I felt the call to practice tarot about two years ago. It wasn’t a dramatic spiritual experience with uncanny signs and confirmation from mystics. It was as mundane as love. I simply found, watching others, that I loved it. That love grew and took up so much room in my heart that I gifted myself my first set of cards for my 29th birthday. I’ll impose some magic on the story now by saying in the esoteric study of numbers 29 reduces to 11 – a master number. Eleven for me depicts the two pillars of a doorway; and that year was my spiritual initiation.
My first deck, which I loved, was the very white Witches Tarot. Having spent years studying Black Diasporas and Black Atlantic Culture, I was predictably vocal in saying for images meant to represent the broad archetypes of the human experience, tarot decks were in the majority, ubiquitously white. This did not matter just because I wanted to see characters that looked like me, (which is an independently valid reason), but because the absence feeds the hierarchies of power: race-gender-class-sexuality etc. Caste systems do not belong in our private otherworldly spaces. Not in the deep sensitivity that is our spiritual work with ourselves, and our quest for freedom.
So when The New Orleans Voodoo Tarot came in the post this morning. The box, being at least five times the size of a standard deck, matched perfectly my sense that this was a big moment for me.
Years back, when I’d first seen The New Orleans Voodoo Tarot in the hands of others, I was not ready to engage that belief system, or African spiritual traditions in general. My decolonial work had not quite extended to disabling my fear response about the spirit realm. I’d had enough experiences with the immaterial to know that I did not want to move through that doorway with curiosity alone.
At the time, I was not ready to encounter any darkness, which I knew was inevitable. Not because traditional African religions are inherently malevolent, but because they are credible enough not to feign obliviousness to the nefarious. In my experience, throughout Africa and across her diaspora Black folk have been unabashed in contending with this. From the prayer warriors speaking in tongues and “pleading the blood” in Pentecostal churches, to the quiet movement of medicine women who throw water over doorsteps every morning. In 2016, I was revelling in my newly fear-free post-Christian experience, and so I explored decks I was more comfortable with, like The Vision Quest Tarot or The Afro-Brazilian Tarot.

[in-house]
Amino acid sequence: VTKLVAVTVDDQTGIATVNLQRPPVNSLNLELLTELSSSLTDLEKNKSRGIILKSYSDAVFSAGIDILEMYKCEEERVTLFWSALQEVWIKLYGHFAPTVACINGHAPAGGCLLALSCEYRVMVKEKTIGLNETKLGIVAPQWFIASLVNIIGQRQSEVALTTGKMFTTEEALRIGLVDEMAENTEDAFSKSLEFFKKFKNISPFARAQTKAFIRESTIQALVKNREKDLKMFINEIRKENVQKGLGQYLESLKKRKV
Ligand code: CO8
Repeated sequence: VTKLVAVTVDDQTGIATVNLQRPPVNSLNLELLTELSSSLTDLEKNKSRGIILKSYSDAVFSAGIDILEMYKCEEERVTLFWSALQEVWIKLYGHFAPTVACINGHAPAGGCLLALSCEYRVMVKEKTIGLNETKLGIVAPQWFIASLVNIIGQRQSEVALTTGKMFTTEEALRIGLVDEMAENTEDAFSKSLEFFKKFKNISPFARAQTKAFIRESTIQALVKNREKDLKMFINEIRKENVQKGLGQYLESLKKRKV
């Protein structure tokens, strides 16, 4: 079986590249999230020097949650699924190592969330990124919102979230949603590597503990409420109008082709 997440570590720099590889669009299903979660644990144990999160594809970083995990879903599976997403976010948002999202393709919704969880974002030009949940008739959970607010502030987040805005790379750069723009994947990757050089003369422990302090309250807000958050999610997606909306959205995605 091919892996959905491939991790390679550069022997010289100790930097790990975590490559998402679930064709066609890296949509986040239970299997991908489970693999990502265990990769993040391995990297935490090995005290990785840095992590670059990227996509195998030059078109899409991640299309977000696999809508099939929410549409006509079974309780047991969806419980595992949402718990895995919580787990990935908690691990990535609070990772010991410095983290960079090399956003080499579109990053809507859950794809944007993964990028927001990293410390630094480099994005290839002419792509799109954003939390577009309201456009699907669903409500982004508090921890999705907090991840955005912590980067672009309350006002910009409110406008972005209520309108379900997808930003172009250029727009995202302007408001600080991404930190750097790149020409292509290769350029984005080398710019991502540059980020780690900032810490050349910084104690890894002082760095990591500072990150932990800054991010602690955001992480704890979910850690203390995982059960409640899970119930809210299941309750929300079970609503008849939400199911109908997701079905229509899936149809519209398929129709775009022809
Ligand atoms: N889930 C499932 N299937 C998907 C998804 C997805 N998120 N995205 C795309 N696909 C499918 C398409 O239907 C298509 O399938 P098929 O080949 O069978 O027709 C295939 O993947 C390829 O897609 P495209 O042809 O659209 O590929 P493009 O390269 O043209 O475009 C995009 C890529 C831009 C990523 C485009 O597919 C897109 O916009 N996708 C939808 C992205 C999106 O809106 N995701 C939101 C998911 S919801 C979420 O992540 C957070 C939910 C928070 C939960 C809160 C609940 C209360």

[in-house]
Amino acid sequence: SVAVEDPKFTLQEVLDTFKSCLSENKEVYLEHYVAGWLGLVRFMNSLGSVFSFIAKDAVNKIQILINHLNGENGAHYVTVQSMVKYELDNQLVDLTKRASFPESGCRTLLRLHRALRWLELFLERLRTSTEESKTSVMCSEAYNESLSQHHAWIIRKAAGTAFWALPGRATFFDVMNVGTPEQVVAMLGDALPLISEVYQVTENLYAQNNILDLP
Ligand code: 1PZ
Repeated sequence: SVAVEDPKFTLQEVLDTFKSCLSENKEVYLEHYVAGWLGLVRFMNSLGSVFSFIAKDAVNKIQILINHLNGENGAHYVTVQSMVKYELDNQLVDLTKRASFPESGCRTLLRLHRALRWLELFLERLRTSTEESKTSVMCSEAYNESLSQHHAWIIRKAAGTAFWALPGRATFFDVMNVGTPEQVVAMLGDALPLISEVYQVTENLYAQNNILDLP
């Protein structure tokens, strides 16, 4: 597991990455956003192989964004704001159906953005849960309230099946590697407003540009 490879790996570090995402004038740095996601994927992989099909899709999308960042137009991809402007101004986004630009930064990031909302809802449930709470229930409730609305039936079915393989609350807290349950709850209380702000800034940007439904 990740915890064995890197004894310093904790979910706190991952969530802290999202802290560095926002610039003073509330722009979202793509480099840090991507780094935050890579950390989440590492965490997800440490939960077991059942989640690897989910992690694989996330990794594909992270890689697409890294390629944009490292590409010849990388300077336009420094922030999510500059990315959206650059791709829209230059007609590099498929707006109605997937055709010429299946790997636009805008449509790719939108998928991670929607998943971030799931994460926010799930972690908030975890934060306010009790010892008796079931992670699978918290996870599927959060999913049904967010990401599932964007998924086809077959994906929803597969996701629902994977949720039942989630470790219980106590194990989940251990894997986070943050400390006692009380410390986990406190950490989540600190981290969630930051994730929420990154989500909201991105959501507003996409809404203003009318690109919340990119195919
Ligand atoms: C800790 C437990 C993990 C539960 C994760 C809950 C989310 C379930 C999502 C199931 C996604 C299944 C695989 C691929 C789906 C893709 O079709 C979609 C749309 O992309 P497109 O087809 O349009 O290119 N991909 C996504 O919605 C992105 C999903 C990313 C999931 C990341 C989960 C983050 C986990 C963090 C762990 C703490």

The more experience I gained as a reader, the more I realised that varied characterisations alone do not perfect a tarot deck. As I chose decks that I valued aesthetically, I found that my connection to them was sometimes sporadic or non-existent. In fact, a popular deck I thought was ugly and avoided, was in fact the most powerful and transformative in my personal practice. I discovered that not all decks vibe with you, not all decks invoke a spirit at all – an issue I discuss in my Tarot Webinar “Intuitive Paths to Freedom: Finding Your Feet with Tarot”.
I took my time in exploring traditional African religions. I matured into knowing every step of my path would present itself at the point of my readiness. I didn’t need to rush ceremonial practices for validation – my own or anyone else’s. I didn’t want to use that in pursuit of more power, or to become better at divination and prophecy. That’s something to be aware of: the pressure to perform when you practice spiritual ritual publicly; the need to be very magical when people are paying for your services.
Instead I waited, and the path opened through my maternal grandmother who had passed. I hadn’t engaged with the ancestral realm before she began to make herself known to me. I was resistant to her, because of the trauma and experiences of abandonment I’d had with my mother, her daughter. I had not expected anyone in my family to choose me over my mum. To understand me. To not demand that I do all the emotional work of having a relationship with her, because she was unable to do any. So I hid for a while. But my grandmother continued to gently call me through signs, and then dreams, and then through an energy healer. She showed me my etheric connection to all the women in my family across generations. It was heavy. But that’s where I began.